Our hands are, arguably, the most important tool we own. While our organs keep our body operational and our eyes, ears, and mouth help us perceive the world around us, our hands give us access to everything.
They’re how we interact with objects, from cars to computers and machinery. They’re a central part of the way we express and entertain ourselves. And, let’s not forget, they’re pretty important to our ability to eat, as well.
Now, what you might not know, is that the most important part of your hand, in terms of usage, is a series of important flexor tendons. In today’s article, we’re going to take a closer look at these tendons, the flexor sheath, and why support and repair are so important when they are injured.
Flexor Tendons: What Are They?
If we look at an individual finger, we find a series of three unique bones arranged in a straight line. These bones, known as phalanges, are attached to the musculature around them and hinged using cartilage. These joints give them a curled axis along which to contract and straighten out.
But they still need something to pull or release them into specific positions. This is where the flexor tendon comes in. These rope-like tendons are on the palm side of the hand, running up and along the length of each finger. Whenever you bend or straighten each digit, it’s your flexor tendons sliding through lubricated sheaths that pull and release each digit.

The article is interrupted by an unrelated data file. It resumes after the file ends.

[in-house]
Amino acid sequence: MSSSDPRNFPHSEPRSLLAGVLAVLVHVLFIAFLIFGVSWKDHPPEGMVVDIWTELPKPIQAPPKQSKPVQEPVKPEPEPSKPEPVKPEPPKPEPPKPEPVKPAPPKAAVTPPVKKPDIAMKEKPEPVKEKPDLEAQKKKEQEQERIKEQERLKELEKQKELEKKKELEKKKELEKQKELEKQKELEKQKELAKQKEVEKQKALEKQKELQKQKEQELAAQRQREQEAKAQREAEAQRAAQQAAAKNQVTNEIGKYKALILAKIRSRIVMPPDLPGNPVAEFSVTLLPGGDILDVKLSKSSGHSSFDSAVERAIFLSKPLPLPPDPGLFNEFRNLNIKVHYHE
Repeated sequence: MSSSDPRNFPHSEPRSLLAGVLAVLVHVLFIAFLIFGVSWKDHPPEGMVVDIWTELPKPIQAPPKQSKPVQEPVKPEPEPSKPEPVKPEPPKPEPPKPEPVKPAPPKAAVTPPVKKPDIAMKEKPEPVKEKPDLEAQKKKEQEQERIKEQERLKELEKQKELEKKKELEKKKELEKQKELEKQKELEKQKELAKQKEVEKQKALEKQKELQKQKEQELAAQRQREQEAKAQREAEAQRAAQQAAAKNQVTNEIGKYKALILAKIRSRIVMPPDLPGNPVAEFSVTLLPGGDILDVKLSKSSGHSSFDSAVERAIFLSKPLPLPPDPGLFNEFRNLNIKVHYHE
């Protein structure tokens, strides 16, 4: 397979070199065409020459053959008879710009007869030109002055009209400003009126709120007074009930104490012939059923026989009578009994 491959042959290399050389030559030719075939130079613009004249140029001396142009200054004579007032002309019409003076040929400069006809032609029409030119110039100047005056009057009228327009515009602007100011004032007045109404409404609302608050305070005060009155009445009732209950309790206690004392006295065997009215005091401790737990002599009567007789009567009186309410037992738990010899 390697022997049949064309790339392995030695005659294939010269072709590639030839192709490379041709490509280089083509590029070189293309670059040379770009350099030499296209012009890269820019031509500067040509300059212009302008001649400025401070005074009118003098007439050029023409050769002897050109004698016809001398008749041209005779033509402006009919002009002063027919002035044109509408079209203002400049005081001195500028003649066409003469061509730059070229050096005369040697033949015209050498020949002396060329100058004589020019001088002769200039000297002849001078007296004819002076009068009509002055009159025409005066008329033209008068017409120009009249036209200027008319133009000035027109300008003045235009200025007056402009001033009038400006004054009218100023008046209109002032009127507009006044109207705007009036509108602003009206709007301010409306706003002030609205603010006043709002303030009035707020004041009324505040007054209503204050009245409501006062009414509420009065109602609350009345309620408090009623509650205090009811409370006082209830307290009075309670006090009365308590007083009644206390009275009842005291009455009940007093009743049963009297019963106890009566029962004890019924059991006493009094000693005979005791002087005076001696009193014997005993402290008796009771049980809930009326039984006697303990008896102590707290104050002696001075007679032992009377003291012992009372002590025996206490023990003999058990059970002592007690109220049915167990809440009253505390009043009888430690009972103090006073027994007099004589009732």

So, pretty crucial, right?
Flexor Tendon Injuries
Flexor tendons can be injured, most commonly, via cuts to the arm, hand, or the fingers themselves. We see it fairly often in sports injuries, such as football or wrestling. These tendons can be weakened by certain illnesses, such as rheumatoid arthritis, which make them more easy to tear.
Some of the more common signs of flexor tendon injuries include:
- open wounds or cuts where your palm folds as the finger bends
- an inability to bend your finger joints
- pain when bending your finger
- tenderness on the palm side of your finger
- fingertip numbness
In cases where surgery is necessary, it should be performed as soon as possible for best results. Afterward, the patient will need a cast or splint for up to six weeks to safeguard the surgery. Patients can expect up to a three-month wait for full recovery.
Flexor Sheath and Tendon Repair
When it comes to interacting with the world around us, our hands are more important than we give them credit for. And lowered mobility due to flexor sheath and tendon injury can hamper that usefulness in a serious way.
For more on flexor tendon repair from a leading name in the orthopedic implant industry, visit Toby Orthopaedics today!